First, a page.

The veterans community in Sedalia has lost a leader with the death of Tony Gallagher this week.
Gallagher, who died early Thursday morning at Bothwell Regional Health Center, was known for his leadership within the 40 & 8, Voiture 333 in Sedalia, serving as Post Commander for eight years. He also served as a national officer, handling publicity for the national organization.
“I watched (40 & 8) evolve, I knew it when it was a very tiny organization,” said Latisha Koetting, supervisor of volunteer services at the Missouri Veterans Home in Warrensburg. “… Tony ended up being commander, took it from 12 people and it just started growing. Before you knew it there were 100 people. He would have more people attend his meetings than any other civic group in Sedalia.
“He was very animated, very passionate, he made you want to be there — you didn’t want to miss a meeting because you felt you would miss something. He just beamed that pride and patriotism, love of his community and his country; it was contagious.”
The 40 & 8 was founded in 1920 by American veterans returning from France. Originally an arm of the American Legion, the 40 & 8 became an independent and separately incorporated veterans’ organization in 1960.
The local 40 & 8 is involved in a number of veterans projects in the community, including maintaining the 66 flags that fly along Ohio Avenue in downtown Sedalia and maintaining the original 40 & 8 “Merci” boxcar located on the Missouri State Fairgrounds. The boxcar was one of many that were given as gifts from France to the United States.
Don Barbour took over the position of commander in August 2014 when Gallagher retired.
“One of the big things (Tony) did was the American flags that fly on Ohio Street, that was his project,” Barbour said. “The Veterans Day parade that we have every year was his brain child also. He did a lot of thing — got us started with the Veterans Home in Warrensburg, with the Show-Me Christian Youth Home in La Monte, so many different things he got started that we continue doing today. Flags for first graders, he was instrumental in starting it; that is one of 40 & 8’s big projects that we do nationwide, he was instrumental in getting it implemented here in this area.”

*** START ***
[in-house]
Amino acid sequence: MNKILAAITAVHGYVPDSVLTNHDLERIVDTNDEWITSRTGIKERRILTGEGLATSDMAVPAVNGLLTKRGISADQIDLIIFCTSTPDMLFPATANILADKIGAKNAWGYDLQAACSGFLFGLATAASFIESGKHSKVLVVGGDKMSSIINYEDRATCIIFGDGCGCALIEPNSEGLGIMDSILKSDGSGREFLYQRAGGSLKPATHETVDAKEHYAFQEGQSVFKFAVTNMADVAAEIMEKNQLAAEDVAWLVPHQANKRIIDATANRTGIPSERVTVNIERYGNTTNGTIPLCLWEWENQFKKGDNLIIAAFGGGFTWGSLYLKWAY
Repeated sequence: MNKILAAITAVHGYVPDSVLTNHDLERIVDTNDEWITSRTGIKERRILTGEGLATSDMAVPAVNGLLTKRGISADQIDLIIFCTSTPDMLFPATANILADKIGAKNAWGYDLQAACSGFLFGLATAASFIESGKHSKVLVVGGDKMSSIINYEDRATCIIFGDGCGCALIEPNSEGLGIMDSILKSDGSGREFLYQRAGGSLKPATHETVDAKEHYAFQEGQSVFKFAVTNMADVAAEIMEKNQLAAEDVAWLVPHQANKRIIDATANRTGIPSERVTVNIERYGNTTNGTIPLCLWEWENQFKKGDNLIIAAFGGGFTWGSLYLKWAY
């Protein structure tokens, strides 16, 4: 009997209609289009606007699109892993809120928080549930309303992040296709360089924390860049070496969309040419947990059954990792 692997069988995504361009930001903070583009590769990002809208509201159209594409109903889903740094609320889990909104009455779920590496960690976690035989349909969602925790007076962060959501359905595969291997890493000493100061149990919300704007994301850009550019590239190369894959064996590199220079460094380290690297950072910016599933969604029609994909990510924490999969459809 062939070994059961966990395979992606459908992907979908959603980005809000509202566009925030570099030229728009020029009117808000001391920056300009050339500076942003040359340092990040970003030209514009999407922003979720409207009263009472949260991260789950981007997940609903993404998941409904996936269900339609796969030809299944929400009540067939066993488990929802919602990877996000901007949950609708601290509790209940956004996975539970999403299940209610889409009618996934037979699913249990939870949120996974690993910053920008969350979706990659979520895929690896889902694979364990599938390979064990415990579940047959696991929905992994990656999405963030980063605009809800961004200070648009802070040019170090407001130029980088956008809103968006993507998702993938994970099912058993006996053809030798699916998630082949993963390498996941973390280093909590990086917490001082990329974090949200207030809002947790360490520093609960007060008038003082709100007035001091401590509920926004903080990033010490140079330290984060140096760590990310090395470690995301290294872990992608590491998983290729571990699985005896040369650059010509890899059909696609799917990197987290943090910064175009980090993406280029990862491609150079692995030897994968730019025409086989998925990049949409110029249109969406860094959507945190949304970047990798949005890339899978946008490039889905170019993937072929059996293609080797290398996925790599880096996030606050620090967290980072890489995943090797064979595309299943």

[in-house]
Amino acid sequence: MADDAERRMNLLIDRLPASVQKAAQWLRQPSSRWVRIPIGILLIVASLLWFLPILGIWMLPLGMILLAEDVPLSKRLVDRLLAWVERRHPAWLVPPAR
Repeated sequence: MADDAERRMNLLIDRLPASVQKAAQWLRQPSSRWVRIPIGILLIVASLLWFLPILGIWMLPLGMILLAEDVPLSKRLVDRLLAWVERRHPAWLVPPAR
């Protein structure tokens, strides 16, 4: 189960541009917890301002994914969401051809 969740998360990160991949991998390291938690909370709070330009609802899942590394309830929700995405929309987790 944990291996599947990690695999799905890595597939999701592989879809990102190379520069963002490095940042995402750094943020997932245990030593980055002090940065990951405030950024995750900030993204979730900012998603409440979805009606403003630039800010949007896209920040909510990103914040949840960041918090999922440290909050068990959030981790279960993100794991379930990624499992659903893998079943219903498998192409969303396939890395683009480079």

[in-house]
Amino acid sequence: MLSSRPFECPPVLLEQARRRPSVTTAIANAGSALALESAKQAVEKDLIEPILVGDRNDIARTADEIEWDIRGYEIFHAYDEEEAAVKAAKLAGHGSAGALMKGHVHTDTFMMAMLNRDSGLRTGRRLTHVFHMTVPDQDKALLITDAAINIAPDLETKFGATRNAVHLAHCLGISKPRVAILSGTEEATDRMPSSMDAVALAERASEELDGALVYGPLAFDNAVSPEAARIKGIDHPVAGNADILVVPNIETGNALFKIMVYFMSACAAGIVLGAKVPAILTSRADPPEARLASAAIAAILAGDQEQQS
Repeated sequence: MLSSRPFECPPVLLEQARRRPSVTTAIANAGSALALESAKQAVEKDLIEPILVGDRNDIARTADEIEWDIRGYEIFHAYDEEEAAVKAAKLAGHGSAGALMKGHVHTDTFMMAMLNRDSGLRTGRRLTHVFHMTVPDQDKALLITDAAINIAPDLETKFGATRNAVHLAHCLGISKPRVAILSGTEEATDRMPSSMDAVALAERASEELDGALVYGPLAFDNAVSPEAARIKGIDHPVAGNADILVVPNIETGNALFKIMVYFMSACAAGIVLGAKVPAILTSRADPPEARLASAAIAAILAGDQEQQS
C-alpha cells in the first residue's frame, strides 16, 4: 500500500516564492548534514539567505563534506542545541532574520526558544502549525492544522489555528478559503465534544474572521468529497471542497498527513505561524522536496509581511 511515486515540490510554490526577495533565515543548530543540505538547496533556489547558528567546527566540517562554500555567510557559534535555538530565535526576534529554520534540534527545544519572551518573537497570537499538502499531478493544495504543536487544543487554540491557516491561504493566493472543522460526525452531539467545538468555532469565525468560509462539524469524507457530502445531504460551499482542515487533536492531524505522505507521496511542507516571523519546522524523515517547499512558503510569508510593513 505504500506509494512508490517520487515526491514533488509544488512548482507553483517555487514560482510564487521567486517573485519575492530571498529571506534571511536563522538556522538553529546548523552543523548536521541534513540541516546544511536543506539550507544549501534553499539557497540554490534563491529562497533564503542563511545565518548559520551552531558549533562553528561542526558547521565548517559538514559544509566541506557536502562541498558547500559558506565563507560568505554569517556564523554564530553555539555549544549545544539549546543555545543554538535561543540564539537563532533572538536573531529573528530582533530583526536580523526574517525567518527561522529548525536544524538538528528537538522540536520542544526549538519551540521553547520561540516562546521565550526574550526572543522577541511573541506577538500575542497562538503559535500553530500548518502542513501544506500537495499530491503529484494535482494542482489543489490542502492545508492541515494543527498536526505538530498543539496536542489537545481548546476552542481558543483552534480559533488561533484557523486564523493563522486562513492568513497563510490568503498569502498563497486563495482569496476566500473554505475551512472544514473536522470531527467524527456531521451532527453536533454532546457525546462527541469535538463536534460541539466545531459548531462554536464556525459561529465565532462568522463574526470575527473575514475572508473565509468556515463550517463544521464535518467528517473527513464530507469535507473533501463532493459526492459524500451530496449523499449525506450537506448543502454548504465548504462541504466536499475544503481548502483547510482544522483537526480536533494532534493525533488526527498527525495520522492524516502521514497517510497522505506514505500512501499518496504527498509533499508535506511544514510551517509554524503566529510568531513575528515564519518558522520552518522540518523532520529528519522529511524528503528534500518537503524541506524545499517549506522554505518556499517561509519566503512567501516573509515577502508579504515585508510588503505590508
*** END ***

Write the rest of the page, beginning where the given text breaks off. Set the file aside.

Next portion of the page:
Koetting nominated Gallagher in 2012 for the Veterans Service Award, created by Lt. Gov. Peter Kinder in 2012. The award recognizes Missouri veterans who provide exemplary volunteer service to their communities and is a way for the state to honor its veterans and the sacrifices they continue to make for their communities throughout the state.
She said Kinder expected a small crowd for Gallagher’s award presentation, as he had seen at other ceremonies, so he was surprised when more than 100 people filled the Pettis County Courthouse lobby to watch Gallagher receive his award.
Koetting said “there’s no one like him,” and Barbour agreed.
“He’s going to be missed,” Barbour said. “He was a fireball, he had a way of recruiting people that nobody else can handle I’m sure. Since he’s been in ill health, we’ve lost members due to his not being here. It’s a shame, I credit that to his being out and meeting people to be able to make the 40 & 8 what it is today, I really do.”
The organization is also involved in volunteering at the Missouri Veterans Home in Warrensburg and supporting the Smith-Cotton JROTC program, sponsoring the trophies for raider meets and plaque for the Cadet of the Month and Cadet of the Year. Gallagher helped create the annual Veterans Day parade along with Sgt. Maj. Randall Woods with Smith-Cotton JROTC.
Woods said Gallagher made sure 40 & 8 was there to support JROTC from the very beginning.
“These guys here, and Tony was instrumental in getting it started, they wrapped their arms around these kids, came in and talked to these kids about their time in the service. They made the program better with their involvement,” Woods said.
“… I can’t even put into words what it means to these kids, the JROTC community and the school district,” he added. “They’re just so appreciative to have them involved and have Tony involved to help start it. I can’t even express in words what that means to us as instructors, administrators. The best word I can use is we were overwhelmed with their generosity.”
Mass of Christian Burial will be at 11 a.m. Monday at Sacred Heart Church. Prayers of the rosary will begin at 9 a.m., followed by Knights of Columbus and 40 & 8 ceremonies with visitation from 10 a.m. until service time at the church. Arrangements are under the direction of McLaughlin Funeral Chapel in Sedalia.
Nicole Cooke can be reached at 660-530-0138 or on Twitter @NicoleRCooke.